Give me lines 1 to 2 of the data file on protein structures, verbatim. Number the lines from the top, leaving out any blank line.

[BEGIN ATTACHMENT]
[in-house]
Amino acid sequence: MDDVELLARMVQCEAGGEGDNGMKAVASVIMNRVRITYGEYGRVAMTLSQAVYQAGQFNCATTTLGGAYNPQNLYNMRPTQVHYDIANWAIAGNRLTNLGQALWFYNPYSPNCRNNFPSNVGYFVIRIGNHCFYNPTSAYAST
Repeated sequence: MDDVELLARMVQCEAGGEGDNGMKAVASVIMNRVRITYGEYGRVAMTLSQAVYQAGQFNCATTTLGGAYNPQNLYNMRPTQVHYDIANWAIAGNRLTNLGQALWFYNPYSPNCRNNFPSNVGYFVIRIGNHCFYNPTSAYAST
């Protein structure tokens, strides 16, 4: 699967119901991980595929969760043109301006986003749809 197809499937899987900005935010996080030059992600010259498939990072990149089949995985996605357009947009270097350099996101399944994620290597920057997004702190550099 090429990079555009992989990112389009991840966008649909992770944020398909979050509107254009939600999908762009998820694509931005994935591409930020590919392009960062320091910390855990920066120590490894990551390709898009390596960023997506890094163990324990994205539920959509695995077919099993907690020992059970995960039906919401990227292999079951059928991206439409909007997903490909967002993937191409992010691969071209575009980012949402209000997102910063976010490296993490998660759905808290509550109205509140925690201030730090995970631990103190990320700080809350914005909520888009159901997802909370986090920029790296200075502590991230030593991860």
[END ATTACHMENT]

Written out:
[in-house]
Amino acid sequence: MDDVELLARMVQCEAGGEGDNGMKAVASVIMNRVRITYGEYGRVAMTLSQAVYQAGQFNCATTTLGGAYNPQNLYNMRPTQVHYDIANWAIAGNRLTNLGQALWFYNPYSPNCRNNFPSNVGYFVIRIGNHCFYNPTSAYAST